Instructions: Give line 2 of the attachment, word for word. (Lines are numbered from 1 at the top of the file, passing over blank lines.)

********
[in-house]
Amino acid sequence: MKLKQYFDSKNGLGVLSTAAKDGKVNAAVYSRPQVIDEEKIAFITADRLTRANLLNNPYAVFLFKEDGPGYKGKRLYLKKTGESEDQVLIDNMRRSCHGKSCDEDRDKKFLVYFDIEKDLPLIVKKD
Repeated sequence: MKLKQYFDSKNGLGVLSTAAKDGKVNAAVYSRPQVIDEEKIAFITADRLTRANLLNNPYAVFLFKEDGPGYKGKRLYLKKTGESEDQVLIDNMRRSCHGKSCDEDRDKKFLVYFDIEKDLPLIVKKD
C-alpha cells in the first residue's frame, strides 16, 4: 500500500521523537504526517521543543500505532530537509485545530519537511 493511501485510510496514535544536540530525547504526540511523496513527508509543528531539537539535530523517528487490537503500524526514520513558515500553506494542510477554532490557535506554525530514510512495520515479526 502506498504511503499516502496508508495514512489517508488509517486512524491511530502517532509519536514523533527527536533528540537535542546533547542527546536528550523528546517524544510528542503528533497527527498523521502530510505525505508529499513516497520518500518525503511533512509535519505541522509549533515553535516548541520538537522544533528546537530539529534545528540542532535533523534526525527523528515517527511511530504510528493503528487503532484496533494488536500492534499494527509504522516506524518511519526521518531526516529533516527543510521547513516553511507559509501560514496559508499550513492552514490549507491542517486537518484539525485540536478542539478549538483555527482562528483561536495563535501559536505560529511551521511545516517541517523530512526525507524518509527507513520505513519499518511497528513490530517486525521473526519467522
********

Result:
Amino acid sequence: MKLKQYFDSKNGLGVLSTAAKDGKVNAAVYSRPQVIDEEKIAFITADRLTRANLLNNPYAVFLFKEDGPGYKGKRLYLKKTGESEDQVLIDNMRRSCHGKSCDEDRDKKFLVYFDIEKDLPLIVKKD